you are going to use electrical appliances abroad, you need to know what
type of electrical voltage is used in the country where you're moving or
traveling to and what type of adapter or plug is needed to plug your appliances
into the outlet. Look at our diagrams
of adapter plugs to get an understanding of what
an adapter plug is.
appliances made for use in the U.S. work at 115 volts. While most of North
and South America, the Caribbean and Japan also use 110-voltage electricity,
most countries in Europe and other parts of the world have 220-volt electrical
outlets. (References to 110 or 220 volts are approximate; actual voltage
may vary in either case, but the amount of variance from the "official"
voltage is generally insignificant.)
can buy travel style voltage
converters that will convert 110-volt appliances to 220, however, to
complicate matters there are different types of converters for different
types of appliances. Small electronics, razors and non-heating appliances
will need a 50-watt converter. Heating appliances such as dryers, irons,
coffee makers and other high-power electrical appliances need a 1600-watt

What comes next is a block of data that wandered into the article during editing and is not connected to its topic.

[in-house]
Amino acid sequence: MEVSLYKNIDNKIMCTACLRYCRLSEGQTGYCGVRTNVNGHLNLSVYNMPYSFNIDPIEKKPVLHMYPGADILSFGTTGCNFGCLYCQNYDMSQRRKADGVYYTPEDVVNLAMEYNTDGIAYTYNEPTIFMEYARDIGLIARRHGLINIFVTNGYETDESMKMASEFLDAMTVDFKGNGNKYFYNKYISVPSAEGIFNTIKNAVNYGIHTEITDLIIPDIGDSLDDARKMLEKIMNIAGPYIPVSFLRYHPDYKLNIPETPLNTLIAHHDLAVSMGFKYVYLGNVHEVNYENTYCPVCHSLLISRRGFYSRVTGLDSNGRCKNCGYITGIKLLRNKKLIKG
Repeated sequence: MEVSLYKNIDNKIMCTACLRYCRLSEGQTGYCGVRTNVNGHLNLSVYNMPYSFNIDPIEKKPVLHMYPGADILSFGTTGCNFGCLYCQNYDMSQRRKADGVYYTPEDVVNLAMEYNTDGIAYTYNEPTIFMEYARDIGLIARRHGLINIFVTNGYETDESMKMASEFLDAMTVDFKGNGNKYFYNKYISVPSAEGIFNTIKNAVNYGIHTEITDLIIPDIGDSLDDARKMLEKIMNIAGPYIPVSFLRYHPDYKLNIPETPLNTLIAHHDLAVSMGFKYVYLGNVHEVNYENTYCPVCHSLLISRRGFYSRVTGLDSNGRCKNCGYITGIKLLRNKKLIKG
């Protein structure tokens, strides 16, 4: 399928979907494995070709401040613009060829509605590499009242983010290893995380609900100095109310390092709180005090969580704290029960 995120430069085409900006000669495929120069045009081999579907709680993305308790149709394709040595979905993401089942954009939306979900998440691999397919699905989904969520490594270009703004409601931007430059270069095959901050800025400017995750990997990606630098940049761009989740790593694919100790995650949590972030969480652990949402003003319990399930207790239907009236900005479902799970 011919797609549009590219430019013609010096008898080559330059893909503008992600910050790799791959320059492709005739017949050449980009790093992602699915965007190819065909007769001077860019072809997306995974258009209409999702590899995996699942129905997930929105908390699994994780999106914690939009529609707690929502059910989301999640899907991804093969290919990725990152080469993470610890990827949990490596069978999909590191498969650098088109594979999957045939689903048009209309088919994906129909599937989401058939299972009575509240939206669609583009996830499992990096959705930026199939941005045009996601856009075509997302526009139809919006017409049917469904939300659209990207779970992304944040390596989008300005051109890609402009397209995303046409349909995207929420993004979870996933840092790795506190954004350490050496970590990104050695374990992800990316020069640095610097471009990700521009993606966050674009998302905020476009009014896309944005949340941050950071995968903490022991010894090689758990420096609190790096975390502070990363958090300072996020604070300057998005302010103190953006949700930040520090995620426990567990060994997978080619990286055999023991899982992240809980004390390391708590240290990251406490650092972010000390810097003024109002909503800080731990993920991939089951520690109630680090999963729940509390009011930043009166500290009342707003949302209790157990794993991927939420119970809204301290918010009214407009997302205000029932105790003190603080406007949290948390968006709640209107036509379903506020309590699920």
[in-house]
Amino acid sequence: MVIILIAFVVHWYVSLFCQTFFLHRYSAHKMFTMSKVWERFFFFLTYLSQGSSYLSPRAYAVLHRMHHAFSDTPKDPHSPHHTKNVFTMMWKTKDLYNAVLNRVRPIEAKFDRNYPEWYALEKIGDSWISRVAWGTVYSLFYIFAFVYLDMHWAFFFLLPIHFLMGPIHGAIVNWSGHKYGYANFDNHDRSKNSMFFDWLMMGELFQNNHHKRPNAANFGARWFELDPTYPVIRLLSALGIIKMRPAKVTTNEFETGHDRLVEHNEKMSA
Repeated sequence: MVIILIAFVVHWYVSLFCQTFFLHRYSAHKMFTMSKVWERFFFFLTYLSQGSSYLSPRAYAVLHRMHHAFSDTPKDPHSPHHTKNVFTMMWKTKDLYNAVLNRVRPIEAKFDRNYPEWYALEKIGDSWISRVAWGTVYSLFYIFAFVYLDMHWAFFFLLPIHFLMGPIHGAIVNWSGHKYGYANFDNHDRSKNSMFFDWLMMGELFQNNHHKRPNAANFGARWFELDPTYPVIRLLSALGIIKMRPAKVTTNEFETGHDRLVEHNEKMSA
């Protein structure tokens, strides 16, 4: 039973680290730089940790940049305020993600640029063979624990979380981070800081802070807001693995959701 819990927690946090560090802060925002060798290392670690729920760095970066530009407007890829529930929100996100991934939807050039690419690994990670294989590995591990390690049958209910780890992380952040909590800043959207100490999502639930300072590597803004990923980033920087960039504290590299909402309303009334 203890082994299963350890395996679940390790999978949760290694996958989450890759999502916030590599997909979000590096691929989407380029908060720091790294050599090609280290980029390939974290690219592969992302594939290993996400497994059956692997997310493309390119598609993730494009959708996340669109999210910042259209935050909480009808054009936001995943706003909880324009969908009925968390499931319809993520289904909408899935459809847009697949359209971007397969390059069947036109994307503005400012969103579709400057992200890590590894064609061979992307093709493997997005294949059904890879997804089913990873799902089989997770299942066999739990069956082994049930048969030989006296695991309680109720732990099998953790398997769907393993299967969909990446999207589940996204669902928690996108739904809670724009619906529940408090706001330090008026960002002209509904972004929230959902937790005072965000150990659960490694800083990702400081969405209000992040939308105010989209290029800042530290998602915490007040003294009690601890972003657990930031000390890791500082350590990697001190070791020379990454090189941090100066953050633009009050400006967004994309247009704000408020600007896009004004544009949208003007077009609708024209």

converter. You can also purchase larger converters for heavier wattage.
Check the label on your electrical appliance to find its wattage. To further
complicate matters, some electronics such as TV's, VCRs and computers are
designed for 60 cycles-per-second (HZ) electricity and cannot tolerate
the 50 cycles-per-second (HZ) electricity found in many countries. Even
if you have the right converter you run the risk of blowing a fuse in your
hotel or burning out your electrical appliances.
Given the complexities
of safely using your electrical appliances overseas, you may want to consider
some alternatives. If you plan on staying in one country for awhile, you
might want to buy a hair dryer or electric razor there. Battery operated
appliances are another option if you don't mind constantly replacing the
batteries. Or, you can do as many experienced travelers do and leave all
the electrical appliances at home. You probably don't really need them
and they're often more trouble than they're worth overseas. It is possible
to convert an entire house; so that it has both 115 and 220 at your option.
A professional must install a converter. You end up with two sets
of plugs, but that's preferable to throwing away valuable appliances, or
If you must
take some electrical appliances with you abroad, your best bet is to buy
travel-size dual-voltage appliances that can run on both 110 and 220 currents.
In fact it is a very good idea to do so.